“We’re kind of funny in the way we make albums,” he says. “I guess it’s kinda like when people think of a band making an album they think, ‘OK, they’ve gathered all their stuff together and then they go off to a studio with a producer and then they do something for a couple of months and then they come out the other side - and they’ve got something’.
“But we’re kind of always making a record. Until it’s done, we’re thinking of things and we’re writing songs and we’re experimenting with possibilities. But only because we’re given the luxury of not really having a specific agenda. You know, where it has to be out by a specific date. I mean, we do a lot of things like that, where you have to work on a schedule but I don’t think...” His voice trails off for a moment, and he scratches his beard before sheepishly continuing. “You know, in the way that we want to present our next ideas to the world, it’s like we simply don’t have them really. I mean, whenever we have them, we’ll collect them together and put them out.”
Are Warners not putting you under any pressure to release a quick follow-up to cash in on the success of Yoshimi?
“Nah - we don’t sell that many records!” he laughs. “Like no Warners’ executives are buying houses and stuff like that thanks to us anyway. I think they’re glad that we’re getting a lot of attention and people really like what we’re doing. Whatever we’re do is deemed as being credible, worthy art or whatever, and I think, if anything, Warners love that the most about us.
“And we’re successful on our own terms anyway. By the end of the year we’ll probably sell 800,000 records, when it’s all said and done. Which to us is, you know, mega! But compared to what Warners is used to, that’s just getting started or whatever. So I don’t think there would ever be any pressure in that way.
“The only pressure that they might give us is saying, you know, ‘You guys have a cool thing going and time is going to march on’. But I think we’re even more acutely aware of that than even they are. I think we owe it to our audience - if we’re going to ask you to believe in us and give us some of your money and all that sorta shit - I think part of what we do is to take chances and to do new things, and to go where we haven’t gone before. And I think that’s part of what the Flaming Lips idea is about.”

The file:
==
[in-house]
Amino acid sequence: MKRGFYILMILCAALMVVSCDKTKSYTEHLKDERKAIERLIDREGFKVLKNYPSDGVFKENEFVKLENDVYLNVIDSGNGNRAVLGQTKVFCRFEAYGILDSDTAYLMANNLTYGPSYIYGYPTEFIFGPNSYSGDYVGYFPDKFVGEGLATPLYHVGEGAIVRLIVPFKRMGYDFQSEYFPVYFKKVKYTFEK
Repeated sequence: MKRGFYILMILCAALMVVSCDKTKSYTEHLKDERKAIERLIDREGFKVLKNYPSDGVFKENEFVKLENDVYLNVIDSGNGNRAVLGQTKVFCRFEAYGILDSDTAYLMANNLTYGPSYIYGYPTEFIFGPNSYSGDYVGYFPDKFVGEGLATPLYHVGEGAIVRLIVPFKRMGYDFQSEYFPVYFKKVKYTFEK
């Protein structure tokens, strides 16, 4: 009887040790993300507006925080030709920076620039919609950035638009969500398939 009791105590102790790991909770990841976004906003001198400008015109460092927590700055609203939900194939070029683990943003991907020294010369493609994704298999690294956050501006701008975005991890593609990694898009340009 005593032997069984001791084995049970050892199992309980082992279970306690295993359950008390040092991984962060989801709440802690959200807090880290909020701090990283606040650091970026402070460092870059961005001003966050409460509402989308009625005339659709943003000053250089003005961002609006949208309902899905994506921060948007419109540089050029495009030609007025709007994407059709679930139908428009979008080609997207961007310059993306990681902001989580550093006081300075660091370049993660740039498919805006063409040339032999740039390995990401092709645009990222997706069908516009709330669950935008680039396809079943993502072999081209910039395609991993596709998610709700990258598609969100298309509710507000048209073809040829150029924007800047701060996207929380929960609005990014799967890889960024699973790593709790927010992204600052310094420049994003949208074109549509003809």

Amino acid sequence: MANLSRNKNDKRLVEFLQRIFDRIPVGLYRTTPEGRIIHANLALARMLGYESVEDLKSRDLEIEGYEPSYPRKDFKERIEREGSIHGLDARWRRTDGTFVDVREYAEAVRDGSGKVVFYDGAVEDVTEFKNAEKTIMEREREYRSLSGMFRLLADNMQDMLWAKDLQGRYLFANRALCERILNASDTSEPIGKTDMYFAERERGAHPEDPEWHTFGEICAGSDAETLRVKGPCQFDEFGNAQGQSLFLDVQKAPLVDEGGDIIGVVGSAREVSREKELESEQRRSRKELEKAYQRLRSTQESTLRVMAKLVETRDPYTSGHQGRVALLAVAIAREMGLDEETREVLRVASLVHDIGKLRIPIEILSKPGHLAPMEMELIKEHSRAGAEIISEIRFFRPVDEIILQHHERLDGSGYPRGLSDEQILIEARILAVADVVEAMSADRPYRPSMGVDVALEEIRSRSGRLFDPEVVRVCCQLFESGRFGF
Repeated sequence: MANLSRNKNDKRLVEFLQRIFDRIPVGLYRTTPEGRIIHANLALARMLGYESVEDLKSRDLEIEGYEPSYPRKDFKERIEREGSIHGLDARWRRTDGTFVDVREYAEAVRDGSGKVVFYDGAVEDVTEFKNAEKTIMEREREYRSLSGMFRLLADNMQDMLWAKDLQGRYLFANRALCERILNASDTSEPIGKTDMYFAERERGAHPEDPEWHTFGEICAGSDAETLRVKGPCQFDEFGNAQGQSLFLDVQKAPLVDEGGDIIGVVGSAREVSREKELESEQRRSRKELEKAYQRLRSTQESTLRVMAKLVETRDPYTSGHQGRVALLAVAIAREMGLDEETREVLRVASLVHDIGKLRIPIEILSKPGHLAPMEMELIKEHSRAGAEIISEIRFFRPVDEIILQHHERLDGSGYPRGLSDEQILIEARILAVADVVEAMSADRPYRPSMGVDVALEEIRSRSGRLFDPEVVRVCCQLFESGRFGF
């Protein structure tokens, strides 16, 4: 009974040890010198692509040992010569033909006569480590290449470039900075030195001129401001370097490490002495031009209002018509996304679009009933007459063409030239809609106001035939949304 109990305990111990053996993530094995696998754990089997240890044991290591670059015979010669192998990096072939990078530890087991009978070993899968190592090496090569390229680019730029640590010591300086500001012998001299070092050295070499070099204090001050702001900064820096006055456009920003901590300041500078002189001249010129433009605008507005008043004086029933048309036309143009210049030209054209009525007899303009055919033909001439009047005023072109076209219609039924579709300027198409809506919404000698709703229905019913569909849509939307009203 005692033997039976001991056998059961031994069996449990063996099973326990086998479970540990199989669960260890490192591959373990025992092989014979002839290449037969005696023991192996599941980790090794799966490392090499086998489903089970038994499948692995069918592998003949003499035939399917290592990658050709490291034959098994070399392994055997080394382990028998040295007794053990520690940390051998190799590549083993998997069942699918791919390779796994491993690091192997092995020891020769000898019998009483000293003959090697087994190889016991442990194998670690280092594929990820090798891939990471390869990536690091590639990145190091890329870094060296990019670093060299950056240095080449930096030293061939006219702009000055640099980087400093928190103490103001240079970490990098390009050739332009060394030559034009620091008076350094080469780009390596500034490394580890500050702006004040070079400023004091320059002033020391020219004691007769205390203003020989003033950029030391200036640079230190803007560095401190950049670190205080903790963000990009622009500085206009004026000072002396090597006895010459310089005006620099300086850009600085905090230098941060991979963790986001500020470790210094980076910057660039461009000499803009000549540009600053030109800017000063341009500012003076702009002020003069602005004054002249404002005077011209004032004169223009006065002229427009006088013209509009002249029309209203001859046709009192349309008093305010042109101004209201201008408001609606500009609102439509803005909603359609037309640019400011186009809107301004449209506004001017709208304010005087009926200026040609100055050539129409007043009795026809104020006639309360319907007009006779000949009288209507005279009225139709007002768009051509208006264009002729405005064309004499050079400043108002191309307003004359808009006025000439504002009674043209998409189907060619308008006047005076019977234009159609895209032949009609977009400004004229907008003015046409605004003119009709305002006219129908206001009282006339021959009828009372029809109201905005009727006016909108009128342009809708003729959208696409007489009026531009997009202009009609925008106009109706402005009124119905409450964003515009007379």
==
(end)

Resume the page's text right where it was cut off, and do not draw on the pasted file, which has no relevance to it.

One Flaming Lips side-project which Coyne has been mentioning in interviews for a few years now is their long-overdue movie Christmas On Mars. Are they still making it or has it been abandoned?
“Yeah, we’re still making it,” he nods. “Well, I started it in 2001 but we hadn’t really started the production until this past year. But because I’ve talked about it so much people just seem to think it’s gonna happen, instead of it being a slow process. I mean, a lot of art is made that way. You just keep believing it’s gonna happen and keep plugging away. And that’s the awesome thing about ideas. One day there’s just something in your head and the next day there’s evidence that this idea exists. I think that’s awesome.”
By now, Coyne is due onstage in a few minutes, so we steer him on to the subject of his life philosophy.
“You know, I’m truly lucky,” he announces, beaming widely. “Anything bad that happens to me ever in my life, I know that I probably deserve it. I’m lucky! I’ve had the best life anybody could ever have. To stand here and be able to be in the Flaming Lips and to have done all these things that I’ve done. I mean, we truly have the best fans in the world – artists, musicians and writers. People dream to be a band like we are. And I know it’s awesome.”
He looks happily around the room and then continues, “And I know it’s not because we’re so great. It’s because we’ve been lucky - and we’ve been lucky enough to have been left alone. I sometime say to people, ‘We’re weirdos who’ve been given a lot of money and then left alone’. Ha, ha!”
And with that, Mr. Wayne Coyne of the Flaming Lips walks off into his awesome night, his awesome life, his awesome future.